Individuals packing heat have nothing to do with a well-regulated militia, yet we never hear that part of the 2nd, just the whole "right to keep and bear arms."
Isn't a militia a group of individuals packing heat?
     
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Apr 20, 2013, 02:47 PM
 
It could also be called a mob, hence the "well-regulated" part. In the context of the time, the well regulated militias were disciplined armies.
     
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Apr 20, 2013, 03:36 PM
 
A well-regulated militia is still a disciplined army.

I posit the amendment says you can't have a well-regulated militia without individuals packing heat, therefore the right of individuals to pack heat shall not be infringed. It's not saying the right to pack heat is dependent on the existence of a militia, regulated or otherwise.

Let's replace the components of the amendment. These are my favorites, but choose your own if you think I've stacked the deck here.

subego's second:

Big, white trash hair, being necessary to me getting a boner, the right to bear product shall not be infringed.

In this amendment, I'd say it's 100% clear your right to bear product isn't dependent on your hair, or my turgidity.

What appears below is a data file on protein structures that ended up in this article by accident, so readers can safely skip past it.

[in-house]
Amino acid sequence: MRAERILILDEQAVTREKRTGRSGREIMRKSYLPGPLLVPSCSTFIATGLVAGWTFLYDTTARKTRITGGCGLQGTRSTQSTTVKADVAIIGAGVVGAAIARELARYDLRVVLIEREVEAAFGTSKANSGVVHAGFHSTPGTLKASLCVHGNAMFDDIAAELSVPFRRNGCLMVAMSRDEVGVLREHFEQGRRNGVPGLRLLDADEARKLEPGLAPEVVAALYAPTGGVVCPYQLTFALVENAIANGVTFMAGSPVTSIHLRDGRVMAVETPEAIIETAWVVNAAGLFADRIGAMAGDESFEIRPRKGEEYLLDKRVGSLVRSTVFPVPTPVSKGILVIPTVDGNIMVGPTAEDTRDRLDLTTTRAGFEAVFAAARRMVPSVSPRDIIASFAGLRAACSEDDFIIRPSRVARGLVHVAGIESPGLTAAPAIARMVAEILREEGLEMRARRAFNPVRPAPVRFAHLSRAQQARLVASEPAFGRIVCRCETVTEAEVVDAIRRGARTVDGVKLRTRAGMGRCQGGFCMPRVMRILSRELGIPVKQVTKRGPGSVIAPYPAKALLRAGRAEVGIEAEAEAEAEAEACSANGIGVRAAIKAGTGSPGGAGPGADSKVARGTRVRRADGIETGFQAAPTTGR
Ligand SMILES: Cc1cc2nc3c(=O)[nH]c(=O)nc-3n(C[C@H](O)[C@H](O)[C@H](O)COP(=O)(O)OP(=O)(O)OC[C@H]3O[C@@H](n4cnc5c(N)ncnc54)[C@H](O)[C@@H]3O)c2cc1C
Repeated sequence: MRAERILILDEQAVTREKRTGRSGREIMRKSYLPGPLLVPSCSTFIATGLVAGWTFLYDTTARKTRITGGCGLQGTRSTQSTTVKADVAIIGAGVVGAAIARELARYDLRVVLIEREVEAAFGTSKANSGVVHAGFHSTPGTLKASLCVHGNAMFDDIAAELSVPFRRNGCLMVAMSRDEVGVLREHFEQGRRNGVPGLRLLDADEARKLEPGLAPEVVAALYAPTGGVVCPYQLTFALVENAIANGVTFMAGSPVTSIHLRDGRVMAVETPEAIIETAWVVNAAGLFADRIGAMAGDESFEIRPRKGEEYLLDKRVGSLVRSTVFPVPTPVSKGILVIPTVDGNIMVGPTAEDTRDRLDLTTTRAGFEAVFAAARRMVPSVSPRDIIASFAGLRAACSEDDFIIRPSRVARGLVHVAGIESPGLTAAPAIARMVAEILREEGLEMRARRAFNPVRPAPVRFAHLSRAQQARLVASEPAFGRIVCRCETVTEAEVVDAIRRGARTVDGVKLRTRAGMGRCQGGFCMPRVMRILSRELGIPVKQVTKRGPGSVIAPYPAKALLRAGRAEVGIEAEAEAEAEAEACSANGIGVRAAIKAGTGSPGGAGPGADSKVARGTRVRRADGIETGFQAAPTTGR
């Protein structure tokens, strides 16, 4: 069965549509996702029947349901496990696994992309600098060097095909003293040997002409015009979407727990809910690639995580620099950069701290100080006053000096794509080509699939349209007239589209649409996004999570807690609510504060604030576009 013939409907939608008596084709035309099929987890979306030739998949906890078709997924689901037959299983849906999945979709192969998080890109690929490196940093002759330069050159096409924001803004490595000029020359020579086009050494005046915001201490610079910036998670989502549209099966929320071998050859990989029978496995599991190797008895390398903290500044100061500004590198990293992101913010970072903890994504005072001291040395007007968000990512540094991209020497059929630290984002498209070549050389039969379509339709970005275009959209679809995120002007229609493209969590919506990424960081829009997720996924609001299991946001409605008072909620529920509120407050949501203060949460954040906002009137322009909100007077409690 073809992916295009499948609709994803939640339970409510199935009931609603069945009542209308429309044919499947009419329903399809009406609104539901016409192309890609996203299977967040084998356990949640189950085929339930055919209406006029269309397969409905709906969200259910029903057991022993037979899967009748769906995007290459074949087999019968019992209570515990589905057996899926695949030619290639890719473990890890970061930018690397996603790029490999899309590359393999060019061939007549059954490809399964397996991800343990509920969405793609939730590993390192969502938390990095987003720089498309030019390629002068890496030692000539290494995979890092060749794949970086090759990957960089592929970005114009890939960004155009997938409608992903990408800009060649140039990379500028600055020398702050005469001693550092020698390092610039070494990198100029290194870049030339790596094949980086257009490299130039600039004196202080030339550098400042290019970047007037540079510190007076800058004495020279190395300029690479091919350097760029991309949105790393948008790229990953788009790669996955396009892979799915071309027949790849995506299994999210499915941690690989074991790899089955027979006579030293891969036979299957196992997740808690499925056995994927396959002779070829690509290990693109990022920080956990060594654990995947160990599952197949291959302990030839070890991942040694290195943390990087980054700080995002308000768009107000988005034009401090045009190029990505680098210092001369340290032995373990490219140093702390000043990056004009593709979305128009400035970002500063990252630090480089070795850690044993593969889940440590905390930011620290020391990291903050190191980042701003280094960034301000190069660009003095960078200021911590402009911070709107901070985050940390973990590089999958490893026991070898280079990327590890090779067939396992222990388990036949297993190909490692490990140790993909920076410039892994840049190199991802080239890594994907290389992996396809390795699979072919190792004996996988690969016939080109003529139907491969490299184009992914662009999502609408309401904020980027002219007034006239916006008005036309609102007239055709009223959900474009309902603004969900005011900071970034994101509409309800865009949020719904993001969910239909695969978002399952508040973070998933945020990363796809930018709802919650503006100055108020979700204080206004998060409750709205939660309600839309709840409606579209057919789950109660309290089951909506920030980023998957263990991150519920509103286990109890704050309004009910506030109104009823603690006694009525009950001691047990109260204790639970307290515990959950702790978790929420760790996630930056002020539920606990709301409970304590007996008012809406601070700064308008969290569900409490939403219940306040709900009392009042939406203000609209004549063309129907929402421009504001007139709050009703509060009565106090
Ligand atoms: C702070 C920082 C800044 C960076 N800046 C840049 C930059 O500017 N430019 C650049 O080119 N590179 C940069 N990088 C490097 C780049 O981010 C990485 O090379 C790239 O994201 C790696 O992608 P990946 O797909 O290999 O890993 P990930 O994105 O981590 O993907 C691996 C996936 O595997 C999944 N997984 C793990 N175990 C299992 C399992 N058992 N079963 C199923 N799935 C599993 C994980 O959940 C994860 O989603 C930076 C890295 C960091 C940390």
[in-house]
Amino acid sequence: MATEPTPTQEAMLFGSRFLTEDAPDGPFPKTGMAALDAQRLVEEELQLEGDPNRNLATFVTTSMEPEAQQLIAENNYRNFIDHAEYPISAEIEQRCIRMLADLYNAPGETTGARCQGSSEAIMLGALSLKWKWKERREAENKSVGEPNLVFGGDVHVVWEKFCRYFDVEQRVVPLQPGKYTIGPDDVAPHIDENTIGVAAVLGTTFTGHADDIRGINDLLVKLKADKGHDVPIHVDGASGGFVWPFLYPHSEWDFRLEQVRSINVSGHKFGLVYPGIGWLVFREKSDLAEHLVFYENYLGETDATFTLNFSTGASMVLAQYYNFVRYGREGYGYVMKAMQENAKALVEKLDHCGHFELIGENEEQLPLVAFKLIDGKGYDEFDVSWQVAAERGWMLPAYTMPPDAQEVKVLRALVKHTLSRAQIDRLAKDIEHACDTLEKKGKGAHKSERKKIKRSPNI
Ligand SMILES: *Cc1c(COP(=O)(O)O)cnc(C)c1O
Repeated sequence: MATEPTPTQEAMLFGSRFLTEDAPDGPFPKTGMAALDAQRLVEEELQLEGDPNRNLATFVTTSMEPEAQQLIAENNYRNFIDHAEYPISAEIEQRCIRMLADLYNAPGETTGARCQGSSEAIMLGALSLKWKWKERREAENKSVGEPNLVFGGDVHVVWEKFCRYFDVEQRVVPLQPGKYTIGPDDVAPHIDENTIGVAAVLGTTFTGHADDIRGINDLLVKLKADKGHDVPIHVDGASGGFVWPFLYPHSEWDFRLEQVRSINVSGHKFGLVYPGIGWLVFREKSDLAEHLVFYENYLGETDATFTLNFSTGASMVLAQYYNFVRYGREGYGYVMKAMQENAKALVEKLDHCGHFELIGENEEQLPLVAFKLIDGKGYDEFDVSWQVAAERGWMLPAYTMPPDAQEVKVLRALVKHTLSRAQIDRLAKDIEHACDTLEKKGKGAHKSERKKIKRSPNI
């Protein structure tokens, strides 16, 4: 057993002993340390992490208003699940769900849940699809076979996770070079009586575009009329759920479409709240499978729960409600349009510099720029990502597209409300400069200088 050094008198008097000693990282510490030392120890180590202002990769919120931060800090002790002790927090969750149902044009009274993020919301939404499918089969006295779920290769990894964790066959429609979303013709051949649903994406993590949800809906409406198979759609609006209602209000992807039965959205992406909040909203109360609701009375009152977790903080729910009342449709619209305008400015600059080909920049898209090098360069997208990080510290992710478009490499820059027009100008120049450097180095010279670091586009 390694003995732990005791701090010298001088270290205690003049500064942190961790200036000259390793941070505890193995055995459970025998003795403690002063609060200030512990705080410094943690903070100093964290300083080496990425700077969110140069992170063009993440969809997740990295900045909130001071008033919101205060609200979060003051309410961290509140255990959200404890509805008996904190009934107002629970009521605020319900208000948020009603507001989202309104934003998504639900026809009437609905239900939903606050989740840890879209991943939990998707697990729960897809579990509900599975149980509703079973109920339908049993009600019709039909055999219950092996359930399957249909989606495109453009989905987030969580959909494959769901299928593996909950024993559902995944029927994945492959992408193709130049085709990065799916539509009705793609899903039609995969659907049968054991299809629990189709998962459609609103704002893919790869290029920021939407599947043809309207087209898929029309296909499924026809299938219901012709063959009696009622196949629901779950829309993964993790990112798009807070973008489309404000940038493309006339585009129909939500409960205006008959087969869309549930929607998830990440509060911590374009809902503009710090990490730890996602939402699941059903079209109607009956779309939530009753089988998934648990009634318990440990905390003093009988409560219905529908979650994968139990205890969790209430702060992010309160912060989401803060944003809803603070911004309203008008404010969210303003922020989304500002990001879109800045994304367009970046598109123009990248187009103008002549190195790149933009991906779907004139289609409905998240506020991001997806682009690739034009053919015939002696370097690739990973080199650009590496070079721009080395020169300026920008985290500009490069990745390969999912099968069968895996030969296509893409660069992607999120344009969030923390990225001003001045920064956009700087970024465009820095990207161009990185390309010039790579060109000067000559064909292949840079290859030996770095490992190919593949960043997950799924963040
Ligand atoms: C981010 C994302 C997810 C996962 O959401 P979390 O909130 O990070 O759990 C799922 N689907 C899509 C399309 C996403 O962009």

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Apr 20, 2013, 03:50 PM
 
Originally Posted by lpkmckenna View Post
Yes, that's always a successful anti-crime strategy.

Any chance we can get some politicians who make actual, not symbolic, laws?
I read somewhere that the mayor of NYC decided to make such a symbolic gesture to repaint over graffiti, even though the graffiti would be replaced the next day, he would keep fixing it as soon as it was replaced. The thing is, it worked, and the non-graffiti-related crime rate started to drop. The idea was that an atmosphere of non-specific lawlessness was bad for everyone, and symbolic, seamingly-sisyphean gestures could curb that.

I didn't not bother to try to verify this tale's accuracy.